Reno at 20: The Internet and Contested Content, Then and Now

Hosted By: UC Berkeley School of Law

Twenty years ago, the US Supreme Court’s decision in Reno v. ACLU established the framework for internet free speech and liability that remains in place today. This conference will consider the continuing viability of the Reno vision in the face of multiplying concerns about sex trafficking online, terrorist content, election interference, and other forms of contested content.

The conference will bring together key architects of the legislative, litigation and grassroots strategies that culminated in the Reno v. ACLU decision and those in industry, advocacy groups, and academia currently shaping internet policy. Topics will include the Reno vision of the internet; strategy for internet policy advocacy – then and now; and challenges to free expression online today. We will examine the international dimensions of internet free expression, the impact of changing business models, and the raging debate over corporate responsibility.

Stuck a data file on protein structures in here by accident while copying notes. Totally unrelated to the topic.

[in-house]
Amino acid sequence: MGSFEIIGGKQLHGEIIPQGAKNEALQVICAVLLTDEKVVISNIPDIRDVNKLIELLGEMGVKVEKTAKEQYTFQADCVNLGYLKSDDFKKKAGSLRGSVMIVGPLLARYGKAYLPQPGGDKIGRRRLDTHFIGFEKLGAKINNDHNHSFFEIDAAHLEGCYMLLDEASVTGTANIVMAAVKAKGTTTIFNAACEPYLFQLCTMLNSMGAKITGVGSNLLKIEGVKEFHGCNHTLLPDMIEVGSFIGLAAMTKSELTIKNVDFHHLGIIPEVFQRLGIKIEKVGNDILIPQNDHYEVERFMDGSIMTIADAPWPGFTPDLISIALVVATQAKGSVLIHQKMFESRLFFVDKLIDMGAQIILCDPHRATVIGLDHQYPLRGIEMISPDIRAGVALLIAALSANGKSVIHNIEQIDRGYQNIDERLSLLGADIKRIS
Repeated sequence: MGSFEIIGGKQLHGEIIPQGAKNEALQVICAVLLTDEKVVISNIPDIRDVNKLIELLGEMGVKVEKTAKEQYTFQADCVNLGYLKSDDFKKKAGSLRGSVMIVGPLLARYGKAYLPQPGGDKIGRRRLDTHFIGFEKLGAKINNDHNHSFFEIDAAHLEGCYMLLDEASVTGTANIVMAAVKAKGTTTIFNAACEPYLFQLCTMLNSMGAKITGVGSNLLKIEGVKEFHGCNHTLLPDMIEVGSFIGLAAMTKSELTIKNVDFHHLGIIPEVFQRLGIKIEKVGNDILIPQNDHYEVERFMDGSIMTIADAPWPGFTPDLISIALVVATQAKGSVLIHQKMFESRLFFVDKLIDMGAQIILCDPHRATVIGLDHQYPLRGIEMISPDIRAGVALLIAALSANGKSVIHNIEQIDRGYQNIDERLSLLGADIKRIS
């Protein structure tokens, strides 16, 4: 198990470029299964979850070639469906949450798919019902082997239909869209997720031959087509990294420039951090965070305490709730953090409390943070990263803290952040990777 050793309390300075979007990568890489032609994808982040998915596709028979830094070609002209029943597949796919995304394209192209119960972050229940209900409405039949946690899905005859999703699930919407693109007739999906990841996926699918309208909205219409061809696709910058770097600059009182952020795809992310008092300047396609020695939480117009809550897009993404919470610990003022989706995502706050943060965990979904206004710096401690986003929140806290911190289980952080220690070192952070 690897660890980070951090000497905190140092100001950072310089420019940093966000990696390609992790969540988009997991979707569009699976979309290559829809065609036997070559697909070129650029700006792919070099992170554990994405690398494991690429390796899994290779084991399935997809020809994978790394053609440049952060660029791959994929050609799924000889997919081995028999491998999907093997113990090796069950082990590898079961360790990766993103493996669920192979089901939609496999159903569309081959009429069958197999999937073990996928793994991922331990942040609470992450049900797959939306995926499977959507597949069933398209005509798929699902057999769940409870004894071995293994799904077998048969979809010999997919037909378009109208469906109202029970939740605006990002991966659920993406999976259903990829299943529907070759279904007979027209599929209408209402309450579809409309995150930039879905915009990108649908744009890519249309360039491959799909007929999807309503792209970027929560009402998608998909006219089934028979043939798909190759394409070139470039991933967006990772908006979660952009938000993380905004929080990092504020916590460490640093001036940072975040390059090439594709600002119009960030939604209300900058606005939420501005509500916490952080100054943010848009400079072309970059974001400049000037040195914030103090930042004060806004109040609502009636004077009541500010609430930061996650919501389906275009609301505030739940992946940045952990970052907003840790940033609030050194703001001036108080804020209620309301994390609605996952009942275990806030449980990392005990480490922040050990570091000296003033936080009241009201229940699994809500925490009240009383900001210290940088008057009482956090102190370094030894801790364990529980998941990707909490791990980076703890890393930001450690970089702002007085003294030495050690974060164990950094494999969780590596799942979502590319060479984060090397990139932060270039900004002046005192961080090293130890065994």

The goals of the conference are to provide a richer view of the advocacy that produced theReno v. ACLU framework; to document continuing and unique challenges facing the internet today; to put the past and present in conversation about the future of the internet; and to identify opportunities for research, community building, and action to address today’s challenges.​

Fenwick's copyright litigation co-chair Andrew Bridges will participate in a panel discussion titled "The Reno Legal Framework: Strengths and Limitations".